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Guest Blog: Juli King '18 Accompanies Professor Bennoune to United Nations

Posted By Kevin R. Johnson, Mar 17, 2017

Professor Karima Bennoune, in her role as United Nations Special Rapporteur in the field of cultural rights, presented a report at the meeting of UN Human Rights Council on March 2 in Geneva. She was joined by King Hall students Juli King ’18 and Reema Pangarkar ’18. Juli wrote about her experience and contributes this guest entry to the Dean's Blog:

Juli at UN
Pictured: Juli King '18 stands outside of the meeting room of the UN Human Rights Council next to a print bearing the Universal Declaration of Human Rights.

Throughout the week at the United Nations in Geneva, Reema and I were able to attend the high level segment of the 34th Session of the Human Rights Council and interactive dialogues with various Special Rapporteurs, as well as several side events.

The high level segment is a forum for UN member states to comment on their own and other countries’ human rights records. After member states have commented, each state has the right to reply to any allegations made against its human rights record. This part of the discussion becomes quite interesting as countries begin to go back and forth during the right of reply on who has a worse human rights record or who is at fault for a certain human rights situation.

We were able to sit in on several Special Rapporteur interactive dialogues, including those of the Special Rapporteurs on the situation of human rights defenders and on torture and other cruel, inhuman or degrading treatment or punishment. During interactive dialogues, Special Rapporteurs present their most recent country visit reports and their most recent thematic report. The Special Rapporteur on adequate housing as a component of the right to an adequate standard of living, and on the right to non-discrimination in this context, presented her thematic report focused on the financialization of housing and the right to adequate housing. After the Special Rapporteur presented her report, members of the Human Rights Council are given the opportunity to respond, to which the Special Rapporteur is then able to respond.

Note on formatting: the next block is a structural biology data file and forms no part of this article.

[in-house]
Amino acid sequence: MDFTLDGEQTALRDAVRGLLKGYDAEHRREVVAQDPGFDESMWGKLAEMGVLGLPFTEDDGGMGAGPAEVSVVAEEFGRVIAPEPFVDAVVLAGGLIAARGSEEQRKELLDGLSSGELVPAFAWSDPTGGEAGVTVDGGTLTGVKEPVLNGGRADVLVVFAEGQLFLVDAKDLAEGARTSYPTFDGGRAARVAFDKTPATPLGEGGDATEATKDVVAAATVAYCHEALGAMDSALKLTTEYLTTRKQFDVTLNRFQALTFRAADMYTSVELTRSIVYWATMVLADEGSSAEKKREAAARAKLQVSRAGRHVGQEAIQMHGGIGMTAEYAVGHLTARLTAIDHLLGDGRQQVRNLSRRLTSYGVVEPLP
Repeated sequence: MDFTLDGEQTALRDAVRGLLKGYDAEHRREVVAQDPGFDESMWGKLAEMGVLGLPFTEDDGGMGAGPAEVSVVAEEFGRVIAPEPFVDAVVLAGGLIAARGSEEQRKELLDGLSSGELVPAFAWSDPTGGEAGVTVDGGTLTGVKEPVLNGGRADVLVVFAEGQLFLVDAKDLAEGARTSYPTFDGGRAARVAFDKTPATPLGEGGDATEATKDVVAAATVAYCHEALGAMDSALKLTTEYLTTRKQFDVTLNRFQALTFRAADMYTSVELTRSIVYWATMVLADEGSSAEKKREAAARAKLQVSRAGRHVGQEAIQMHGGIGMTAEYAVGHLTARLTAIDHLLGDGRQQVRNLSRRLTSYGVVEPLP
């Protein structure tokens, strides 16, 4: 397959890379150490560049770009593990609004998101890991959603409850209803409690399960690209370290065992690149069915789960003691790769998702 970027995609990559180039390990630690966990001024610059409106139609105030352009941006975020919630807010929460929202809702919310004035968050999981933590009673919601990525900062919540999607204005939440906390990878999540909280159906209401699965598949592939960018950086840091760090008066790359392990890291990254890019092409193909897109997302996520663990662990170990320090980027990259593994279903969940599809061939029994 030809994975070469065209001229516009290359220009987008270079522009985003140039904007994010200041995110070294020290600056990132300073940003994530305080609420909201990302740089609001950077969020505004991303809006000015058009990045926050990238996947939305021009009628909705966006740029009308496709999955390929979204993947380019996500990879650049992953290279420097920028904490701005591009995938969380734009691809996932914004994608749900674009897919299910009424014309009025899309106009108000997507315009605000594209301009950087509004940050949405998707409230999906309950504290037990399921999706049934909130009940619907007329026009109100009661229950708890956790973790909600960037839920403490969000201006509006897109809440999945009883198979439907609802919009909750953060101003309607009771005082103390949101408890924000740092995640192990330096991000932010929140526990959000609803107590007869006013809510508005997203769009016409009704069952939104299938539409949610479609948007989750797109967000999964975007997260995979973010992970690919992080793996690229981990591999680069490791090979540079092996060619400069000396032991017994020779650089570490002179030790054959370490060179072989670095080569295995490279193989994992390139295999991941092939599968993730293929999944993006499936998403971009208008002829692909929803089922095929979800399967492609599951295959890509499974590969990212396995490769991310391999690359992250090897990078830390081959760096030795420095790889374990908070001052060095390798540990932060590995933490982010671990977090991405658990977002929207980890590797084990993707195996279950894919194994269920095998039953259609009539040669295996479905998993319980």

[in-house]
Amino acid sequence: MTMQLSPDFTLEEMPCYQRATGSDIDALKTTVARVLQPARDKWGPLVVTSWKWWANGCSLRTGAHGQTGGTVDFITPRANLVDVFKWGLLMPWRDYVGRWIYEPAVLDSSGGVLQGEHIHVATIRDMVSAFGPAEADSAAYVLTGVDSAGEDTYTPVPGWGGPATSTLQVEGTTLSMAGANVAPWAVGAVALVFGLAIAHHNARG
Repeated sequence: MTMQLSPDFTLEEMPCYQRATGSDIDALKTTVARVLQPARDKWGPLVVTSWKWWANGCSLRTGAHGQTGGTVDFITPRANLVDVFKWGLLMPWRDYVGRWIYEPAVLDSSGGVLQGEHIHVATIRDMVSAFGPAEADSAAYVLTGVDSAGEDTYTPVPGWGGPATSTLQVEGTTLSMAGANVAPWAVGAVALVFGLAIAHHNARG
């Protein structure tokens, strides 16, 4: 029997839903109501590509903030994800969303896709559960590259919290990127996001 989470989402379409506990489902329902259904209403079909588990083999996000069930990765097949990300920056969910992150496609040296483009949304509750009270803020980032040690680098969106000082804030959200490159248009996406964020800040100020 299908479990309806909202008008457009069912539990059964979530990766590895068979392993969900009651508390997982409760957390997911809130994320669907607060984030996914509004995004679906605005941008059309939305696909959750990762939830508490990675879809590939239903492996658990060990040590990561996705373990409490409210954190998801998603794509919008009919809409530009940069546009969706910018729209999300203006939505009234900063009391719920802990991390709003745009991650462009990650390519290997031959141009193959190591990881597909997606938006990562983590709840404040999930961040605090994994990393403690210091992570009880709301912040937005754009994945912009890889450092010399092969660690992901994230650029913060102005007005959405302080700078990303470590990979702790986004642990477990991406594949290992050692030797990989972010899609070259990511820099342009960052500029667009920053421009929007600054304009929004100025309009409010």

Reema and I also attended side events hosted by permanent country missions to the UN or by non-governmental organizations, including side events on the human rights situation in Crimea, on the role and protection of human rights defenders and an informal consultation of a draft resolution on regional arrangements for the promotion and protection of human rights. The side event on Crimea brought together many countries who expressed concern about the human rights abuses occurring in this region and how long these violations have been occurring without adequate response from the international community. At the side event on the protection of human rights defenders, we heard from Joe Moses, a community leader from the Paga Hill community in Papa New Guinea. Mr. Moses described his work and the threats he said he faces for that work. At the end of the session, the representative of the government of Papa New Guinea spoke on the government’s position on the situation. One of the most interesting parts of attending the HRC was seeing governments respond to allegations against them.

Overall, attending the United Nations Human Rights Council was a wonderful opportunity, one that students are not able to get in a purely academic setting. We are thankful to Professor Bennoune and the law school for allowing us to attend the United Nations in Geneva for the 34th Session of the Human Rights Council.